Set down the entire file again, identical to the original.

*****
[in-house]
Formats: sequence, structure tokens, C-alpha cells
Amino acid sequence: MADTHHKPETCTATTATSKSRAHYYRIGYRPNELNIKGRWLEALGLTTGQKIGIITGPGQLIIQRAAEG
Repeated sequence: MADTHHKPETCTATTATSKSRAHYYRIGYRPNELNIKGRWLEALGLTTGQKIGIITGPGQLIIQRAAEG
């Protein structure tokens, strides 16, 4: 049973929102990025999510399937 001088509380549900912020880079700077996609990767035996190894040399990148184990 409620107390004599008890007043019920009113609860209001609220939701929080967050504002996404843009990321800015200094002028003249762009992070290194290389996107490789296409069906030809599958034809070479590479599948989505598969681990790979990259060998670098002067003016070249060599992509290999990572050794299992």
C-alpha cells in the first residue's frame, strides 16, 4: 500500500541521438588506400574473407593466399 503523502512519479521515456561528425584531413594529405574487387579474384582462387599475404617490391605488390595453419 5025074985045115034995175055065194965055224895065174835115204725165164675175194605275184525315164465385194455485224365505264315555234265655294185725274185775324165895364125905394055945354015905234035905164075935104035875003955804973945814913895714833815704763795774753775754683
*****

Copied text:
[in-house]
Formats: sequence, structure tokens, C-alpha cells
Amino acid sequence: MADTHHKPETCTATTATSKSRAHYYRIGYRPNELNIKGRWLEALGLTTGQKIGIITGPGQLIIQRAAEG
Repeated sequence: MADTHHKPETCTATTATSKSRAHYYRIGYRPNELNIKGRWLEALGLTTGQKIGIITGPGQLIIQRAAEG
């Protein structure tokens, strides 16, 4: 049973929102990025999510399937 001088509380549900912020880079700077996609990767035996190894040399990148184990 409620107390004599008890007043019920009113609860209001609220939701929080967050504002996404843009990321800015200094002028003249762009992070290194290389996107490789296409069906030809599958034809070479590479599948989505598969681990790979990259060998670098002067003016070249060599992509290999990572050794299992």
C-alpha cells in the first residue's frame, strides 16, 4: 500500500541521438588506400574473407593466399 503523502512519479521515456561528425584531413594529405574487387579474384582462387599475404617490391605488390595453419 5025074985045115034995175055065194965055224895065174835115204725165164675175194605275184525315164465385194455485224365505264315555234265655294185725274185775324165895364125905394055945354015905234035905164075935104035875003955804973945814913895714833815704763795774753775754683